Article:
Adaptability the key to Ashwini Ponnappa’s longevity on badminton court
One of India’s finest exponents of the art of doubles badminton in India, Ashwini Ponnappa, believes that players should be quick to adapt to changes to enjoy a lengthy career at the highest level.
Speaking with the captain of the Indian football team Sunil Chhetri in an Instagram Live session, the Bengaluru shuttler said: “I think (as a doubles player) can't have a mindset like 'I can only have one partner and that's going to work'.”
“In partnerships, there are phases where you are doing well, everything is going good for you. Then you change. You change your partner and everything is new. Then you start to build on it, work on your partnership and then again you change.”
Restricted to her house in Bengaluru due to the COVID-19 pandemic, the 30-year-old also admitted that she was honoured to play alongside some phenomenal partners throughout her career, and admitted that it was their relationship outside the court that helped them excel on it.
“Absolutely (it matters). You are travelling so much together, and more often than not you stay with your partner,” said Ashwini Ponnappa, who won the bronze medal at the 2011 World Badminton Championships along with Jwala Gutta.
“It's important to have a good relationship off the court as well. Because if it's not there, no matter how hard you try, it will be tough for you to play on the court together.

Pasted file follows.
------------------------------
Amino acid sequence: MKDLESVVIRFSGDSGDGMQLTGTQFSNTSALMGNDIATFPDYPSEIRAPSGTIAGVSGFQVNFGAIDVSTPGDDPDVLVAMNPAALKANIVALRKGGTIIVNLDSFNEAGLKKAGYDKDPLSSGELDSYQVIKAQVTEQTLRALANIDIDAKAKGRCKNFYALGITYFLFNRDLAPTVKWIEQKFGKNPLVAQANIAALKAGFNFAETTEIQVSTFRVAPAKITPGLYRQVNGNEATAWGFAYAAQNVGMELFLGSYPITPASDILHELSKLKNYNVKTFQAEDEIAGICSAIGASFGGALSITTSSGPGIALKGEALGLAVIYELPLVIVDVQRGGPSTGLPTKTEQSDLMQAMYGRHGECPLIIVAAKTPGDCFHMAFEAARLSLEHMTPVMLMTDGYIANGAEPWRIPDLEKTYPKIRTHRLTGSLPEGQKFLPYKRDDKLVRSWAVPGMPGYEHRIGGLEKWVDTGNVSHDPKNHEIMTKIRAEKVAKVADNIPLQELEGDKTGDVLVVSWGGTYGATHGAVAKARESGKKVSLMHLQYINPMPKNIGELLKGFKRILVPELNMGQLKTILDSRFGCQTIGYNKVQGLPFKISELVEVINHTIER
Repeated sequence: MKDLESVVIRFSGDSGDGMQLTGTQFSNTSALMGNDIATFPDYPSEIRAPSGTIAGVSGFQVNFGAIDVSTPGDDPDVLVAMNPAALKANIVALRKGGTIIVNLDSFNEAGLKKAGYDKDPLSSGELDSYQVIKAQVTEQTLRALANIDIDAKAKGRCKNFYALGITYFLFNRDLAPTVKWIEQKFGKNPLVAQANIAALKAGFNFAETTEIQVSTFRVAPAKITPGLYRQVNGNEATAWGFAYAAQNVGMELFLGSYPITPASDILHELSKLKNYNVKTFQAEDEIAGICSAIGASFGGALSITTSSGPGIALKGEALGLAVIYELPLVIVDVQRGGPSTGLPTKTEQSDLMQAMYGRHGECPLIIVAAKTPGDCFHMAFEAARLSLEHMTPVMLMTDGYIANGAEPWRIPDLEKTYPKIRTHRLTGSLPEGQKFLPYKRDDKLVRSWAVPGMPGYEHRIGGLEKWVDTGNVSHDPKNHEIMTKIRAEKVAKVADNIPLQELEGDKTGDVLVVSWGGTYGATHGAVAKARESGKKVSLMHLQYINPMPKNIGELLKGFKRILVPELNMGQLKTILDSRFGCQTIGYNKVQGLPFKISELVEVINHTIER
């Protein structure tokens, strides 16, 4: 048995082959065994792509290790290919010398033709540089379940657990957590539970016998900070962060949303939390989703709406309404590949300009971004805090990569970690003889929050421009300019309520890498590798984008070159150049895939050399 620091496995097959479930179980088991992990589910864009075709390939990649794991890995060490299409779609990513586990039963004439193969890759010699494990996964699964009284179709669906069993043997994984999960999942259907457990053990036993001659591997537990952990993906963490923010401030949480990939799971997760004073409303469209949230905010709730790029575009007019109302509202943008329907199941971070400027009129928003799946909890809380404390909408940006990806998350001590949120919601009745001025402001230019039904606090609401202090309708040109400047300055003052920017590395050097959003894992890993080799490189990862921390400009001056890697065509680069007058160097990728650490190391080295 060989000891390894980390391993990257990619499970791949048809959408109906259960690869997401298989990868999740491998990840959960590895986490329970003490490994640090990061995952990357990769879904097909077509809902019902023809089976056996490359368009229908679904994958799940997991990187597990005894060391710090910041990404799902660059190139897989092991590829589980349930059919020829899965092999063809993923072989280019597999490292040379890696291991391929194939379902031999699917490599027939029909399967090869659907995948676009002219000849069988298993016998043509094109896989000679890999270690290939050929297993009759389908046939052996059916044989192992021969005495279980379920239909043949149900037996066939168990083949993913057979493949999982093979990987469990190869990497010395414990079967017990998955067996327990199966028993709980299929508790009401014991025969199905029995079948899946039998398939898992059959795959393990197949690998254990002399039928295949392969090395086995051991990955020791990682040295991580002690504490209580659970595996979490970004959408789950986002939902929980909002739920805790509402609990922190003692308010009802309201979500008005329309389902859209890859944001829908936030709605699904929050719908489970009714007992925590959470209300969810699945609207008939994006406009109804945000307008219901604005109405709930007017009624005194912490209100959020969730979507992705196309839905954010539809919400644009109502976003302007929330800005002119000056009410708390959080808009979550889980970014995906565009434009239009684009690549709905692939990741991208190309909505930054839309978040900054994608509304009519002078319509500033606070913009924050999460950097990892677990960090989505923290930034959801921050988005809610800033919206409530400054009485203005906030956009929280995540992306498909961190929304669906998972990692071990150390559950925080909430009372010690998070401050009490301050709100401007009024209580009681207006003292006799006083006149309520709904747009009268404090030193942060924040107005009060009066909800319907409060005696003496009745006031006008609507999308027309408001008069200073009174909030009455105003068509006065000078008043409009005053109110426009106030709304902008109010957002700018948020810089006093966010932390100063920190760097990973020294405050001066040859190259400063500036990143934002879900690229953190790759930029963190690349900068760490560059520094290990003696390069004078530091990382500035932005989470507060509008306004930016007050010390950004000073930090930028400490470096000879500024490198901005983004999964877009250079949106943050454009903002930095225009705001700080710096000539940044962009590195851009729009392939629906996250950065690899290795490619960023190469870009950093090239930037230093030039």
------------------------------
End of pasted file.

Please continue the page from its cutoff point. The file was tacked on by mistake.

“One of the most important things other than being good friends off the court is that you guys have the same ambition and same goals. Because if that isn't there, no matter how good a friend you are, you are going to go nowhere. At the end of the day, it's two people who win together. You never do it alone. It's always you and your partner.”
Change is inevitable and it’s ok
The Ashwini-Jwala combination was one of the much-celebrated pairs in Indian badminton until a few years ago. The two had managed to achieve success for the country at events like the Asian Games, Commonwealth Games and Uber Cup, apart from the World Championships.
However, with Jwala Gutta choosing to take a back seat post the Rio 2016 Olympics, Ashwini Ponnappa was forced to look for another partner. But it’s something that the Indian shuttler believes was inevitable.
“You don't need to feel bad about it. Change is inevitable. It's important to acknowledge that there is a change and it's ok. It's not a bad thing,” she said.
“You can give it your best and if it still doesn't work, it doesn't work. And that's OK. You have a really short life span (as athletes) and you have to remember that always. It's extremely difficult to make certain decisions, but if you have to, then you have to.”
The Indian doubles badminton have been struggling to find an able replacement for the coach’s position that was vacated following Flandy Limpele stepping down early this year.
And Ashwini Ponnappa stressed on the need for a coach if doubles badminton had to push the limits in the coming months. “It's extremely important, Sunil,” she said, explaining the need for a specialised coach for doubles badminton.
Coach, the bridge between differences
“At the end of the day, it's your career. It's just two people. Me and my partner. The coach is really important to bridge the gap. In case there's a difference in opinion or differences in our game style. It's the coach who needs to step up and ensure that the players play well as a team. He's the glue that makes this team work well.”
Ashwini Ponnappa also stressed the importance of understanding the purpose behind everything that one does on the court. She believes if one doesn’t understand the purpose and chooses to go with the flow, the result will never be satisfying.
“If you don't have a good rapport with your coach, no matter how hard you train, you are not going to train with a purpose.
“You need to have that trust in the coach, work with a purpose. You should know why you are doing what you are. And that's where the coach helps you,” she signed off.